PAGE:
Keywords: Medicine
    ISSN: 1071-9164
    E-ISSN: 1532-8414
    Library Location Call Number Volume/Issue/Year Availability
    BibTip Others were also interested in ...
  • 9
    Language: English
    In: Annals of Medicine, 17 November 2015, Vol.47(8), pp.625-638
    Description: Transthyretin (TTR) amyloidosis (ATTR amyloidosis) is a multisystemic, multigenotypic disease resulting from deposition of insoluble ATTR amyloid fibrils in various organs and tissues. Although considered rare, the prevalence of this serious disease is likely underestimated because symptoms...
    Keywords: Amyloidosis ; Cardiomyopathies ; Polyneuropathies ; RNA Interference ; Therapeutics ; Transthyretin ; Medicine
    ISSN: 0785-3890
    E-ISSN: 1365-2060
    Library Location Call Number Volume/Issue/Year Availability
    BibTip Others were also interested in ...
  • 10
    Language: English
    In: Nature, 10 August 2011, Vol.476(7359), pp.214-9
    Description: Multiple sclerosis is a common disease of the central nervous system in which the interplay between inflammatory and neurodegenerative processes typically results in intermittent neurological disturbance followed by progressive accumulation of disability. Epidemiological studies have shown that genetic factors are primarily responsible for the substantially increased frequency of the disease seen in the relatives of affected individuals, and systematic attempts to identify linkage in multiplex families have confirmed that variation within the major histocompatibility complex (MHC) exerts the greatest individual effect on risk. Modestly powered genome-wide association studies (GWAS) have enabled more than 20 additional risk loci to be identified and have shown that multiple variants exerting modest individual effects have a key role in disease susceptibility. Most of the genetic architecture underlying susceptibility to the disease remains to be defined and is anticipated to require the analysis of sample sizes that are beyond the numbers currently available to individual research groups. In a collaborative GWAS involving 9,772 cases of European descent collected by 23 research groups working in 15 different countries, we have replicated almost all of the previously suggested associations and identified at least a further 29 novel susceptibility loci. Within the MHC we have refined the identity of the HLA-DRB1 risk alleles and confirmed that variation in the HLA-A gene underlies the independent protective effect attributable to the class I region. Immunologically relevant genes are significantly overrepresented among those mapping close to the identified loci and particularly implicate T-helper-cell differentiation in the pathogenesis of multiple sclerosis.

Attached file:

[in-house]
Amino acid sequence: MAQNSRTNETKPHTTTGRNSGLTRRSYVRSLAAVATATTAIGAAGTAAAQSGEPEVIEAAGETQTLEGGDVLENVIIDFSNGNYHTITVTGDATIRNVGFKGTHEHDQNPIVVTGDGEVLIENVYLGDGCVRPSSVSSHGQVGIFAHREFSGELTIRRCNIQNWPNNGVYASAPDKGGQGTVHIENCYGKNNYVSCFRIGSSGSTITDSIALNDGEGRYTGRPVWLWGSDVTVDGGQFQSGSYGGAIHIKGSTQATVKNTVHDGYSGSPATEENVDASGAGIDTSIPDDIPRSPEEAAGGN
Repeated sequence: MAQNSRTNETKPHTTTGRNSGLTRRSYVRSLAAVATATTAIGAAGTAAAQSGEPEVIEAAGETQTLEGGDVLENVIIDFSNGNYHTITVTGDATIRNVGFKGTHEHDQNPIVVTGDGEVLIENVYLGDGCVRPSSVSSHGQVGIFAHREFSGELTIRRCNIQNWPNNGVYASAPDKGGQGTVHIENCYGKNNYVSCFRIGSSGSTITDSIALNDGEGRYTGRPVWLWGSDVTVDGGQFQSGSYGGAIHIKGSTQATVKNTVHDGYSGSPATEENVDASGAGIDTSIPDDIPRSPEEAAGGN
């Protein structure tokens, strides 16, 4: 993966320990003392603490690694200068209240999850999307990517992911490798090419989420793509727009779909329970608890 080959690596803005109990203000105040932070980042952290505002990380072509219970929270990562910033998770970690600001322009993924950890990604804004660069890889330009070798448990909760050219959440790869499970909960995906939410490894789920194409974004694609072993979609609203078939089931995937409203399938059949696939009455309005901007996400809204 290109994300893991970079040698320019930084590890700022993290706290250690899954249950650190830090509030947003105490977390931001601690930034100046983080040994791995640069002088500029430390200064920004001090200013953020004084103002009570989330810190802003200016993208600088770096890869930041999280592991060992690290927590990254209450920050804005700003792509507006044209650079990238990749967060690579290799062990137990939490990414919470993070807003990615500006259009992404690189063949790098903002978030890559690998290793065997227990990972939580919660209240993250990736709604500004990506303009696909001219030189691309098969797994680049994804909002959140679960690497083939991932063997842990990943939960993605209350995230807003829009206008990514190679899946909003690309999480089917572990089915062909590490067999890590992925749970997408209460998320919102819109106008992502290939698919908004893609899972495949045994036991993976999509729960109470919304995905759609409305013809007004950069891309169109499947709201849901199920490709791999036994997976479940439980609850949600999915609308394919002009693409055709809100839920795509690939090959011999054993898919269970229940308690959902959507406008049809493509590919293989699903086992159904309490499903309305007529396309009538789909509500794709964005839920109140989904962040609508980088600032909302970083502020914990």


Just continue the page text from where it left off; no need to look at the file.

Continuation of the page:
Keywords: Genetic Predisposition to Disease -- Genetics ; Immunity, Cellular -- Immunology ; Multiple Sclerosis -- Genetics
    ISSN: 00280836
    E-ISSN: 1476-4687
    Library Location Call Number Volume/Issue/Year Availability
    BibTip Others were also interested in ...
Close ⊗
This website uses cookies and the analysis tool Matomo. Further information can be found on the KOBV privacy pages